The Genomic Dub Collective
The Genomic Dub Collective Presents
The Origin of Species in Dub
A celebration of Darwin's masterpiece realized through the medium of reggae music.
Bonus track, Dub fi Dover, to celebrate the outcome in the Dover, Pennsylvania trial
See explanatory notes for background information
"After listening to the album, I was struck by the fact that this is not just a novelty album but actually good music that can stand on its own--enjoyable even if you don't have any interest in Darwin or his opus..."
"What could be more quintessentially University of Chicago than walking around campus listening to The Origin of Species on your iPod? I, for one, have made this album a permanent addition to my music library, so if you ever see me bobbing my head and mumbling about natural selection, you'll know what I'm listening to."
From Peter Robinett's review in the University of Chicago Student Newspaper Maroon.
Frequently Asked Questions about the Origin of Species in Dub
Why create the Origin of Species in Dub?
The idea of doing Origin in Dub arose from several sources (aside from our interests in Darwin and Dub music).Impetus was provided by hearing Benjamin Zephaniah read out Darwinian prose and poetry at the 2004 Darwin Day in Birimgham. Shortly afterwards, a chance encounter between Professor Mark Pallenand Dominic White, a Jamaican scientist working at the University of Birmingham led to the formation of the Genomic Dub Collective and a bid to the Wellcome Trust's SciArt scheme. Although we we unsuccessful in our bid, we thought, what the hell, let's do it anyway, and latched on to the idea of getting something ready for Darwin Day 2005, to celebrate Darwin's masterpiece through the medium of reggae music. The album grew in the mixing and before we knew it we had over 50 minutes worth of music. Particularly rewarding was the collaboration of a dozen or more scientific colleagues who provided an international flavour to the grand finale, which features the closing words of Origin of Species in languages as diverse as Xhosa, Hebrew, Finnish and Esperanto. For Darwin Day 2006, we created videos to accompany the music. For Darwin Day 2007, we have released all the music and videos on to the web (videos on YouTube; search with terms "Origin" and "Dub").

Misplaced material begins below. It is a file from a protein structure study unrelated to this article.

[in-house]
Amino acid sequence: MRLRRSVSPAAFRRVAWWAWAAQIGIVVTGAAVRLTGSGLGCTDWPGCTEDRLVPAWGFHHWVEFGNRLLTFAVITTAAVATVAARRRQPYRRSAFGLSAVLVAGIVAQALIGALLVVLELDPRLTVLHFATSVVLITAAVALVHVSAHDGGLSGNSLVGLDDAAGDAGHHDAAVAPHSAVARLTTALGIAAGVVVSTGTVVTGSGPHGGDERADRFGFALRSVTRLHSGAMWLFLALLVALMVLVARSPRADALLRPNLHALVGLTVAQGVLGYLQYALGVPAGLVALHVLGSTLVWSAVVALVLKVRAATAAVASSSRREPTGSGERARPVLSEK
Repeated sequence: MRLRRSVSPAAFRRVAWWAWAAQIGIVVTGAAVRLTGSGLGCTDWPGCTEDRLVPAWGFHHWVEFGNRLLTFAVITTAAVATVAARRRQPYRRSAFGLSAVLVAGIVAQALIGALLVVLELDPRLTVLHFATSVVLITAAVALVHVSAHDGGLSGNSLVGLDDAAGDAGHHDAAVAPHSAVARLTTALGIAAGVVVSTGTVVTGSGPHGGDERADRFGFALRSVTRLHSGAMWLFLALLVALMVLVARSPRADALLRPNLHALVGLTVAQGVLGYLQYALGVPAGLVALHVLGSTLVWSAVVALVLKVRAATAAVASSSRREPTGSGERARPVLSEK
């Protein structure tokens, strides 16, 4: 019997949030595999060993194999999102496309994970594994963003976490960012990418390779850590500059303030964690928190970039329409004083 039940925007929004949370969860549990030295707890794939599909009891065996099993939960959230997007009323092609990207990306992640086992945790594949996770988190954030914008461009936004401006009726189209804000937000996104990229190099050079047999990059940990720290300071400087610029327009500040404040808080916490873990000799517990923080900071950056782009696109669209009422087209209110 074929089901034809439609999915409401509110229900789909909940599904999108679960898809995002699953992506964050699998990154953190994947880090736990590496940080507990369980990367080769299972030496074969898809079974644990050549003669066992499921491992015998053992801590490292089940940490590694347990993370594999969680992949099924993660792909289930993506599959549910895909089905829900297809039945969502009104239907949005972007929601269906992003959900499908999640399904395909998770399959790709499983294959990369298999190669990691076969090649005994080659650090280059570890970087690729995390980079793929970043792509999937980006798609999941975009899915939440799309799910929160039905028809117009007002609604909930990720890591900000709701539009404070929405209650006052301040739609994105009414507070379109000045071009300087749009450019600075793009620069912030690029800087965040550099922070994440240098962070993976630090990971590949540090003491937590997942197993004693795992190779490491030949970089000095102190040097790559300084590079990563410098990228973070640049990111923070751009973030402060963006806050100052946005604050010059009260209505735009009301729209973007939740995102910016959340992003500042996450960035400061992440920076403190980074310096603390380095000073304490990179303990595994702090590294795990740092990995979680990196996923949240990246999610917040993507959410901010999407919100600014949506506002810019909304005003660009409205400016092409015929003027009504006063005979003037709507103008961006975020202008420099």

How did you do it?
The Origin in Dub was created using Apple's Garageband software running under Mac OS X. Instrumental material was created from loops provided with Garageband, plus two commercially availabe reggae loop collections. Vocals were largely provided by the Genomic Dub Collective's Jamaican scientist and mixing was performed by Mark Pallen. Videos were created using iMovie and draw extensively on media sources from the Wiki commons (space does not permit a full listing of credits).
What does it all mean? Where are all the quotations from? I cannot understand the Jamaican stuff!
A full set of notes describing the lyrics, their origins, the credits, translations into Standard English etc.is available here.
Why are you selling this stuff rather than just giving it all away?
Initially we invested a couple of hundred pounds of our money in this, buying software, loops etc, plus probably an equal number of person-hours. We haved now recover our costs and so have made all the material available for free. Feel free to copy or use it for educational purposes, so long as the source is acknowledged. We are selling a DVD of the video for those who want to experience the video at higher quality or want the perfect gift for a geeky friend or relative!